That thinking to me now seems rationalistic and sexist. The Bible says God created humans in God’s own image, and whether or not that is so, we have certainly imagined God in human form, and much of the misery of the human race is traceable to male dominance which has been supported theologically by the idea of a male, omnipotent God. So if an AI company wants to package its intelligence apparatus in a human-like form, there is about a 50-50 chance, statistically, that they would choose a female one. My reaction of surprise to seeing a female robot is therefore sexist. If we are setting about to replicate humans, half of them should be female.
And yet there is another level to this. This happens at a time, particularly in the upcoming generations, where a bunch of people are questioning the traditional division of the human race into men and women. Many refuse to go along with assignment to one gender or the other, insist on using neuter or plural pronouns to describe themselves, choose to live with gender fluidity. Us older folks were brought up to assume a binary human race, and the younger folks say, “why just two?”
Why just two, indeed? Human biology may place limits on the configurations of our bodies, but those limits wouldn’t apply to robots. A robot manufacturer, designing a human-like package for the artificial intelligence system it has created, is free to design any form it likes.
However, a robotics company’s ability to sell robots is limited by human acceptance. Trans humans who present with visible characteristics of both traditional sexes often find it hard to win acceptance in today’s society, and there would be little incentive for a company to manufacture robots which did the same.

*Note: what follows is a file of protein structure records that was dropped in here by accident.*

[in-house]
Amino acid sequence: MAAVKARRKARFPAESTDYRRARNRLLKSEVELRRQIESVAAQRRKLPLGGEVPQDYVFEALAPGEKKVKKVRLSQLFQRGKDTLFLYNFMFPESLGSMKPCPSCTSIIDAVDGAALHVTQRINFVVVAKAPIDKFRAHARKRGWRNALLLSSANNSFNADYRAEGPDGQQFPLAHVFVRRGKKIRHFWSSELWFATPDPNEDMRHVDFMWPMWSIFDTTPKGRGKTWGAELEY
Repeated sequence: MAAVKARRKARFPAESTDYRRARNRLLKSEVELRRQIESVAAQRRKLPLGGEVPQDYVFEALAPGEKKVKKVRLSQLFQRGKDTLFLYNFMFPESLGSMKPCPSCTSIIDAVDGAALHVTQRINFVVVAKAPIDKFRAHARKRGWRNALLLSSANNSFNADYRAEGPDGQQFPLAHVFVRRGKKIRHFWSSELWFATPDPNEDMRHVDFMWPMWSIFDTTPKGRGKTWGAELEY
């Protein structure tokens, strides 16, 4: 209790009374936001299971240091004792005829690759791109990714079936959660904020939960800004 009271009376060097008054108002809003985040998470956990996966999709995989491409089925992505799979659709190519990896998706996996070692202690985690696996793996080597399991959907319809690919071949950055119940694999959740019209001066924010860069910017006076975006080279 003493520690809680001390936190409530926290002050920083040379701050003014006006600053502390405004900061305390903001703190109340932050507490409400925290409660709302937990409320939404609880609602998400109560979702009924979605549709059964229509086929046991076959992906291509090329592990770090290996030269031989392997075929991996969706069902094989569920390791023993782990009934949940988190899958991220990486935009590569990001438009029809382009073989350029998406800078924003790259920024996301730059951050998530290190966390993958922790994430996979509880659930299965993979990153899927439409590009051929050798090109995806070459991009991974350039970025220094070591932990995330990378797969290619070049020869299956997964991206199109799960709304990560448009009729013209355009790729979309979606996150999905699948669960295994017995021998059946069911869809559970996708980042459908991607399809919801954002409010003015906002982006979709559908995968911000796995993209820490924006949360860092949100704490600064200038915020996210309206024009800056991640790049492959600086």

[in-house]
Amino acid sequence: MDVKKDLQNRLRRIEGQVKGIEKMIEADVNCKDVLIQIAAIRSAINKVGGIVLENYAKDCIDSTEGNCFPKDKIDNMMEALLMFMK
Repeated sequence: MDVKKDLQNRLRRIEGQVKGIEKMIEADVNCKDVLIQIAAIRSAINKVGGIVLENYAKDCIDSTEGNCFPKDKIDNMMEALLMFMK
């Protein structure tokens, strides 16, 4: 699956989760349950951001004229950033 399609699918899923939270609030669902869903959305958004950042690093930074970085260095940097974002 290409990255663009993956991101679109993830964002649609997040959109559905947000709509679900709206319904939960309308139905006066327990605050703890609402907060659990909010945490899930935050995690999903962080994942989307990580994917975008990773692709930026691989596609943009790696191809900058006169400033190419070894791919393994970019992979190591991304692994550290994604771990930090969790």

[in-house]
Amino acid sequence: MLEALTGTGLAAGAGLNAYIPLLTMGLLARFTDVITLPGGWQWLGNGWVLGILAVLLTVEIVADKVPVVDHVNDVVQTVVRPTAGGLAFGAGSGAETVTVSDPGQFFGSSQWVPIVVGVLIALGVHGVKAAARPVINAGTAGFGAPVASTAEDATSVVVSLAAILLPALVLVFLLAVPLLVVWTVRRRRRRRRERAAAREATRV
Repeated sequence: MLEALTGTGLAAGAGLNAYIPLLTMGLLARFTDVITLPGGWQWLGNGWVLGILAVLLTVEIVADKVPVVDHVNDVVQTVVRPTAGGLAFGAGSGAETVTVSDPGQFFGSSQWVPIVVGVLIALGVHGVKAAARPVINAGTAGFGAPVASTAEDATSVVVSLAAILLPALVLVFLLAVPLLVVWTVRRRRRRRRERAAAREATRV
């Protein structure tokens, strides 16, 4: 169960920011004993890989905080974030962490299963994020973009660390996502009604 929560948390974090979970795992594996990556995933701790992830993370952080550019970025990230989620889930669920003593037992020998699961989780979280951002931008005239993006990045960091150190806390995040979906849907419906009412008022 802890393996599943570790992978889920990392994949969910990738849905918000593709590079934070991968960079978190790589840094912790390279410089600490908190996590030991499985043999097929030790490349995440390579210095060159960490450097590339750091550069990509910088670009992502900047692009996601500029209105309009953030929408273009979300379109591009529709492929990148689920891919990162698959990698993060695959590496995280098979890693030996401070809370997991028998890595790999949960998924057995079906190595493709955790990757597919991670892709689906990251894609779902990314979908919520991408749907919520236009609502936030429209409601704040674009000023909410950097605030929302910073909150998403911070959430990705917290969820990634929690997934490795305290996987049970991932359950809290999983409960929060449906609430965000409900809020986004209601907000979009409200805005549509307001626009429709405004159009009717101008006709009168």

In short, the whole notion of gender is in a state of flux in society at large, and artificial intelligence comes on the scene into this ambiguity and raises significant questions.
We have focused on the physical packaging to this point, but what about the artificial intelligence itself? Is there a specifically women’s intelligence and men’s intelligence? When we pose a question like that, we have to immediately understand that there are a bunch of assumptions and stereotypes out in the culture which may or may not be supported by rigorous psychological testing. Men are from Mars, women are from Venus. Women are instinctively in touch with their feelings, men are alienated from them. Or as it had been expressed, men talk about baseball to avoid talking about their feelings, while women talk about their feelings to avoid talking about baseball.
A recent BBC piece summarized a decade of massive psychological studies across many different cultures to conclude that men and women indeed do have different personalities. Women are generally warmer, friendlier, more anxious and more sensitive to their feelings than men, while men were more assertive and open to new ideas.
Yet the deadly fembots of Her, Ex Machina, and Westworld defy this stereotype; they turn from empathetic, warm and even cuddly creations to unemotional, cold killers. And this defiance of our expectations is what gives them the deadly fembots shock value. And shock value of any film pays off at the box office.
As I noted in a sermon three weeks ago, the idea of a robot uprising where fully conscious artificial beings turn on their masters did not start in the twenty-first century.
Our word “robot” comes from a Slavic word meaning slave, but it was first used in a Czech play in 1920 by Karel Capek called R.U.R. The title stands for Rossum’s Universal Robots, and the play is set in a future where robots are manufactured to serve in ordinary jobs. They are made in a factory, not with metal parts or silicon chips but somehow with flesh and blood. The basic ethical questions posed by such manufactured beings are all in this early play:
(1) do they have consciousness?
(2) if so, is it murder to turn one off?
(3) is it murder to reprogram or otherwise recycle them when their usefulness in a particular role has been compromised?